Tampa, Florida: The Marine Corps Motto, “Improvise, Adapt, Overcome” is something James Gordon, 18, actually lived in his journey to become a US Marine.
Last December, he met with USMC recruiter Sgt Donald Rich at the Brandon Station near Tampa, Florida. There he enlisted in the Corps with a boot camp ship out date immediately after his graduation from Riverview High School. But suddenly, just a few weeks before graduation, something went terribly wrong.
James Gordon was adopted by a family from Jamaica at the age of 3. They came to the United States a few years ago. About a month before he was due to graduate, his father decided he could no longer live at the home and took all of James’ belongings and dumped them at the Brandon recruiting station.
” He’s not staying in my house, he can move to a hotel … He’s your guys’ problem now. You guys figure out what to do with him.” James’ adoptive father.
By all accounts, James Gordon is a fine student, holding a nearly 4.0 grade pt average. He was a student assistant in the school office and was well-liked by teachers and staff. Staff said he was always willing to help out.
One of the recruiters, GySgt. Cheops Dieujuste told the Marine Corps Times that he had a “lengthy conversation” with the father, to no avail. Now I don’t know about you, but having a GySgt hold a “lengthy conversation” with a parent would normally strike a little …uh…trepidation in the man’s heart. But he refused to budge.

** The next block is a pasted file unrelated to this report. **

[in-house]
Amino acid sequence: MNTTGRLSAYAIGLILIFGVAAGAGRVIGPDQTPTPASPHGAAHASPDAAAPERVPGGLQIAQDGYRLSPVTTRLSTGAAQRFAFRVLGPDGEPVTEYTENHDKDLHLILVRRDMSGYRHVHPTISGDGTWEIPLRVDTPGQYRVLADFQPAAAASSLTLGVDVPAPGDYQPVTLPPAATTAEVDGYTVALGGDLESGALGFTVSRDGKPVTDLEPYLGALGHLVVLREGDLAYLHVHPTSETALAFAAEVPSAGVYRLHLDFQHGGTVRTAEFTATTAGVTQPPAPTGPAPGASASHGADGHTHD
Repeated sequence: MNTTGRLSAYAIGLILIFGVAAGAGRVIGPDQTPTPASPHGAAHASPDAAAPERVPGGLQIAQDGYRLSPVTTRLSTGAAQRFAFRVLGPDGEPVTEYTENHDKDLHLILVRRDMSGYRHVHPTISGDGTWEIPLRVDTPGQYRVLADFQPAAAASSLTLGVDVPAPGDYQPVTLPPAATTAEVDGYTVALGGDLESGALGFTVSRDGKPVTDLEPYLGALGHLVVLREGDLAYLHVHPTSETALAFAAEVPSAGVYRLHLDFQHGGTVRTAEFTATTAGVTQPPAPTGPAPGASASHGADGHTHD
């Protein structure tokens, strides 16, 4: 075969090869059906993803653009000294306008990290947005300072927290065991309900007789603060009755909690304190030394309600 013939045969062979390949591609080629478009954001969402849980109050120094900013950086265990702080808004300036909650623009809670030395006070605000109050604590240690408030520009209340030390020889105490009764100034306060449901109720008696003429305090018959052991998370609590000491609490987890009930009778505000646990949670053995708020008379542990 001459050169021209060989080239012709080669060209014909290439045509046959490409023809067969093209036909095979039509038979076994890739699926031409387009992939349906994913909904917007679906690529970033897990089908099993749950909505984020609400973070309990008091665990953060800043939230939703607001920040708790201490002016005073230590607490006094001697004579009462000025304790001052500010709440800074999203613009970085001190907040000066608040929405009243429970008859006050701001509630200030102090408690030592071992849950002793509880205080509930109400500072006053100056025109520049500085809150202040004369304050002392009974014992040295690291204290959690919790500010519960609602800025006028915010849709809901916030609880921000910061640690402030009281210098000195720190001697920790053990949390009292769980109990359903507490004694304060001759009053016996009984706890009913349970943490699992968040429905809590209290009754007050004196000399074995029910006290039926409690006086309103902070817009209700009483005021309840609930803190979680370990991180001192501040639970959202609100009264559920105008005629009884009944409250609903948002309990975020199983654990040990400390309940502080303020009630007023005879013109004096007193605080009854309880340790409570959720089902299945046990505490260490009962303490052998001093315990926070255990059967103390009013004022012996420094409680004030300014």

The father paid for 3 nights in a hotel for James to stay. But with a month left before graduation and his ship out date, he had nowhere to go.
The Marine Corps Brotherhood
The Marine Corps Times reported,
The recruiters at the Brandon station started shelling money out of their own pockets to keep Gordon in the hotel and even drove him back and forth to school every day.
Dieujuste says his wife cooked food for Gordon and they helped him with groceries.
A local Tampa charity, dubbed Marine Families, also pitched in to ensure Gordon had food and shelter before heading to recruit training.
Cyd Deathe, the founder and executive director of the Marine charity, told Marine Corps Times that the organization helped negotiate an extended stay rate at the hotel for Gordon, and in less than 24 hours they raised more than $2,000 to help cover lodging and food costs.
James Gordon shipped out Monday, June 3, to his new life in the Corps at Parris Island. Will he remember the amazing brotherhood that helped him? Very likely. His job in the Corps falls under service management.
Being thrown out of your home, having all your belongings dumped on the ground, pales in comparison to the challenges ahead for James Gordon. But we wish him the very best, and the group that helped him make it to ship out day promises to keep in touch.
Semper Fi, James Gordon, we wish you the very best.